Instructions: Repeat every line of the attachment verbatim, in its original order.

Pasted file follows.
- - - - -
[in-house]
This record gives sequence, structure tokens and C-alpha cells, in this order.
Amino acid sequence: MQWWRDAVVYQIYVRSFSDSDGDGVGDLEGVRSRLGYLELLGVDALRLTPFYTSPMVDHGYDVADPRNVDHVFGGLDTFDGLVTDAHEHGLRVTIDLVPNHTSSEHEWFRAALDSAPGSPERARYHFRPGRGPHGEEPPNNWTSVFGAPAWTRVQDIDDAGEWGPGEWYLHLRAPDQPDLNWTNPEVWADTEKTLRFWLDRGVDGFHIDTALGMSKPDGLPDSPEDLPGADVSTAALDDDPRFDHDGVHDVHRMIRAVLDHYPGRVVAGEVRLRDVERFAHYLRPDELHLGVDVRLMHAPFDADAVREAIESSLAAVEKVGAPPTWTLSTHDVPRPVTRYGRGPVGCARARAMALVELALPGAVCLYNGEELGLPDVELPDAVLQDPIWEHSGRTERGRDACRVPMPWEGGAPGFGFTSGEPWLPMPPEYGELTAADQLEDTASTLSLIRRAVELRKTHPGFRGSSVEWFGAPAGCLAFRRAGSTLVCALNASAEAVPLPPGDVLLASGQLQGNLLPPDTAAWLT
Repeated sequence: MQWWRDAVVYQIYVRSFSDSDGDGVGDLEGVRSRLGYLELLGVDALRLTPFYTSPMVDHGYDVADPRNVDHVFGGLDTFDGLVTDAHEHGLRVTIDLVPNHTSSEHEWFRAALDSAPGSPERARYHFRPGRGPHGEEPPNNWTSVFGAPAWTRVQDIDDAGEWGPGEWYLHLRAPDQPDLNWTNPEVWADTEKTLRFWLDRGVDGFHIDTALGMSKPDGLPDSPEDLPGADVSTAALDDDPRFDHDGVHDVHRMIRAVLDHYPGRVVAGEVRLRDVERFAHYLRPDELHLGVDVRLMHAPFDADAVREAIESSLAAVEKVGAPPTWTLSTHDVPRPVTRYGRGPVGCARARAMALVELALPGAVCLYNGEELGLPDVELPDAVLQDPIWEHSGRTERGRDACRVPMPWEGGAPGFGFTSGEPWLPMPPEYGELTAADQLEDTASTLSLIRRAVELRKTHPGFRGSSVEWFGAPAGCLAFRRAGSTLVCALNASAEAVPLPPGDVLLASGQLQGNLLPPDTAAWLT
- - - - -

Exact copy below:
[in-house]
This record gives sequence, structure tokens and C-alpha cells, in this order.
Amino acid sequence: MQWWRDAVVYQIYVRSFSDSDGDGVGDLEGVRSRLGYLELLGVDALRLTPFYTSPMVDHGYDVADPRNVDHVFGGLDTFDGLVTDAHEHGLRVTIDLVPNHTSSEHEWFRAALDSAPGSPERARYHFRPGRGPHGEEPPNNWTSVFGAPAWTRVQDIDDAGEWGPGEWYLHLRAPDQPDLNWTNPEVWADTEKTLRFWLDRGVDGFHIDTALGMSKPDGLPDSPEDLPGADVSTAALDDDPRFDHDGVHDVHRMIRAVLDHYPGRVVAGEVRLRDVERFAHYLRPDELHLGVDVRLMHAPFDADAVREAIESSLAAVEKVGAPPTWTLSTHDVPRPVTRYGRGPVGCARARAMALVELALPGAVCLYNGEELGLPDVELPDAVLQDPIWEHSGRTERGRDACRVPMPWEGGAPGFGFTSGEPWLPMPPEYGELTAADQLEDTASTLSLIRRAVELRKTHPGFRGSSVEWFGAPAGCLAFRRAGSTLVCALNASAEAVPLPPGDVLLASGQLQGNLLPPDTAAWLT
Repeated sequence: MQWWRDAVVYQIYVRSFSDSDGDGVGDLEGVRSRLGYLELLGVDALRLTPFYTSPMVDHGYDVADPRNVDHVFGGLDTFDGLVTDAHEHGLRVTIDLVPNHTSSEHEWFRAALDSAPGSPERARYHFRPGRGPHGEEPPNNWTSVFGAPAWTRVQDIDDAGEWGPGEWYLHLRAPDQPDLNWTNPEVWADTEKTLRFWLDRGVDGFHIDTALGMSKPDGLPDSPEDLPGADVSTAALDDDPRFDHDGVHDVHRMIRAVLDHYPGRVVAGEVRLRDVERFAHYLRPDELHLGVDVRLMHAPFDADAVREAIESSLAAVEKVGAPPTWTLSTHDVPRPVTRYGRGPVGCARARAMALVELALPGAVCLYNGEELGLPDVELPDAVLQDPIWEHSGRTERGRDACRVPMPWEGGAPGFGFTSGEPWLPMPPEYGELTAADQLEDTASTLSLIRRAVELRKTHPGFRGSSVEWFGAPAGCLAFRRAGSTLVCALNASAEAVPLPPGDVLLASGQLQGNLLPPDTAAWLT